January 18, 2015
Although we’ve come a long way in de-stigmatizing dyslexia, in some places there’s still work to do, with at least one important constituency—teachers.
According to a recent study done in the UK, when students carry the label “dyslexia,” a significant number of teachers believe there’s little they can do to improve those children’s reading skills. The study aimed to tease out how the term dyslexia impacted teachers’ perceptions of their ability to help struggling readers.
Labels Have Implications
As explained in a recent article in Medical News Today, the study involved two questionnaires:
One questionnaire sought to discover how much the teachers believed they could do to help the children. The other questionnaire sought to discover the extent to which the teachers believed that the children’s difficulties were “essential”- that is, how far they marked out the difficulties as having a distinct biological basis.
Two different versions of the questionnaires were used. In the first version both questionnaires talked about “dyslexia” and the second talked about “reading difficulties.”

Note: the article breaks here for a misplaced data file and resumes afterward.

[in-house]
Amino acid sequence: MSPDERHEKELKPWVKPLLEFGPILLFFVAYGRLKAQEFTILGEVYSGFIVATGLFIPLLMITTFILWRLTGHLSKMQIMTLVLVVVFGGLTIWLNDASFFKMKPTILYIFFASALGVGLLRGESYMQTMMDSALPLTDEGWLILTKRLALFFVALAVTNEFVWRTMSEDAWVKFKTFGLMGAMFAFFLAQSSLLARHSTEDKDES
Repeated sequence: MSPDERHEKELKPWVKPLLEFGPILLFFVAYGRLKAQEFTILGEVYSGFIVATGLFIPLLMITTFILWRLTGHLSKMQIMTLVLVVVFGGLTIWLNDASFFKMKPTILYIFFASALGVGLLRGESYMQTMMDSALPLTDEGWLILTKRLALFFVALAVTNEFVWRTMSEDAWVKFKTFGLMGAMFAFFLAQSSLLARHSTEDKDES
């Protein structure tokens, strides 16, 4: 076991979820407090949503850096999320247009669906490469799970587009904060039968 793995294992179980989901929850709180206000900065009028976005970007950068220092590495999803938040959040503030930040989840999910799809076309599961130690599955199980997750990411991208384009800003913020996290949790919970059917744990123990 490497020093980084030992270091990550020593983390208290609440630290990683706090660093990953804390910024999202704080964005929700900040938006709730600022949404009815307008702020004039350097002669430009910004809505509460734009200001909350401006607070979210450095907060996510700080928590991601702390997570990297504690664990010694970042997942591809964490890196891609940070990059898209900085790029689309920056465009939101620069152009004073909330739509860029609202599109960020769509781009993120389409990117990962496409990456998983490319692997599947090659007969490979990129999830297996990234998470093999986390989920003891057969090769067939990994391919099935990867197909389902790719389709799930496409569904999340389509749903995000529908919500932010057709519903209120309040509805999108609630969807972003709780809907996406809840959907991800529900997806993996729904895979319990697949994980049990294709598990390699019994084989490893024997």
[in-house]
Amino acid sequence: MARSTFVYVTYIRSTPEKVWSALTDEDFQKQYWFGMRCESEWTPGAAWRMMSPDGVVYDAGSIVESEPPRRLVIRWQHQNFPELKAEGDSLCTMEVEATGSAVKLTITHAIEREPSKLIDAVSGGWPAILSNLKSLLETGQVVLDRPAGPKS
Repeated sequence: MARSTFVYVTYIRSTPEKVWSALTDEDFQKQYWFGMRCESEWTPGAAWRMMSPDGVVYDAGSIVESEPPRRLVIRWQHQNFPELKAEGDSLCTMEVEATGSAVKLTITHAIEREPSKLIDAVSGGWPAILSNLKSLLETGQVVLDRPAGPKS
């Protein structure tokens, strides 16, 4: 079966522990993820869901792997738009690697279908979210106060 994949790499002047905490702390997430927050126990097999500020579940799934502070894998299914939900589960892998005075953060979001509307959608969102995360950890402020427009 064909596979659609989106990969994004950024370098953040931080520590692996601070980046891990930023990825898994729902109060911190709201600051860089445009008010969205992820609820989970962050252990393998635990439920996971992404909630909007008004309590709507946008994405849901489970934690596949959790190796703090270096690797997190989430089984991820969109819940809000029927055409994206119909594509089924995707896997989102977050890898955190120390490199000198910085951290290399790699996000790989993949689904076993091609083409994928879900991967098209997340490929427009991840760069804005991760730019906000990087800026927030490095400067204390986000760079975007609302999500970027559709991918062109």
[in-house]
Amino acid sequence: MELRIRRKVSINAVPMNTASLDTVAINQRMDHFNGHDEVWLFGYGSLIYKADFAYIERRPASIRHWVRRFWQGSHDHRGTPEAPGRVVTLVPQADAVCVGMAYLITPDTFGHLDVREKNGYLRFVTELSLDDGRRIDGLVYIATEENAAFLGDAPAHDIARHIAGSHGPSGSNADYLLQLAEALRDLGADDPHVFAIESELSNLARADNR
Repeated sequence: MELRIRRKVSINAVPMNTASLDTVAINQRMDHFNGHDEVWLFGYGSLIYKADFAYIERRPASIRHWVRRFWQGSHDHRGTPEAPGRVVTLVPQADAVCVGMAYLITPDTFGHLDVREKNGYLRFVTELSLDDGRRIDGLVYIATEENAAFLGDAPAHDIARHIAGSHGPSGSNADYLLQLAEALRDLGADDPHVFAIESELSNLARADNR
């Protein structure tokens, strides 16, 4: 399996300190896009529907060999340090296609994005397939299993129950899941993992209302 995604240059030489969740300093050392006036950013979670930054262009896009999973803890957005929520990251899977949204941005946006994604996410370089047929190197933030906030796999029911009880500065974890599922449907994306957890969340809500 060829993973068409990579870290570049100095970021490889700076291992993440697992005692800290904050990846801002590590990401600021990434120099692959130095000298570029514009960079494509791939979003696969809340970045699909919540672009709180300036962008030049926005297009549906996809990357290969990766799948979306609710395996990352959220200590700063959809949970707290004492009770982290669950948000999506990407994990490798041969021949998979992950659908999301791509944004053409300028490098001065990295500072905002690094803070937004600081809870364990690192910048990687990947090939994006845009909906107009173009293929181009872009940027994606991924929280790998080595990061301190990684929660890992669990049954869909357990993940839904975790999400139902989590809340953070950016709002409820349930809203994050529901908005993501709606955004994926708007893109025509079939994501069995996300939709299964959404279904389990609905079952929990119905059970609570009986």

An analysis of the data found that the two labels had an important impact on the teachers’ beliefs about their ability to help the children:
"The label “dyslexia” evoked responses that suggested it was seen as a fixed disability, and that the teachers believed their ability to help children with “dyslexia” was unlikely to develop over time. By contrast, the teachers who had been asked about “reading difficulties” were less likely to see the children’s problems as permanent; they were also more likely to believe that they would be able to help them."
While this is one small study (121 teachers), it raises a red flag for parents whose children have been diagnosed with dyslexia. As your child’s advocate, it’s vital to ensure that those in charge of his or her education have a clear understanding of what dyslexia is and how it should be treated.
Don’t be shy about funneling your child’s teachers information from Smart Kids, starting with Dyslexia: An Overview.
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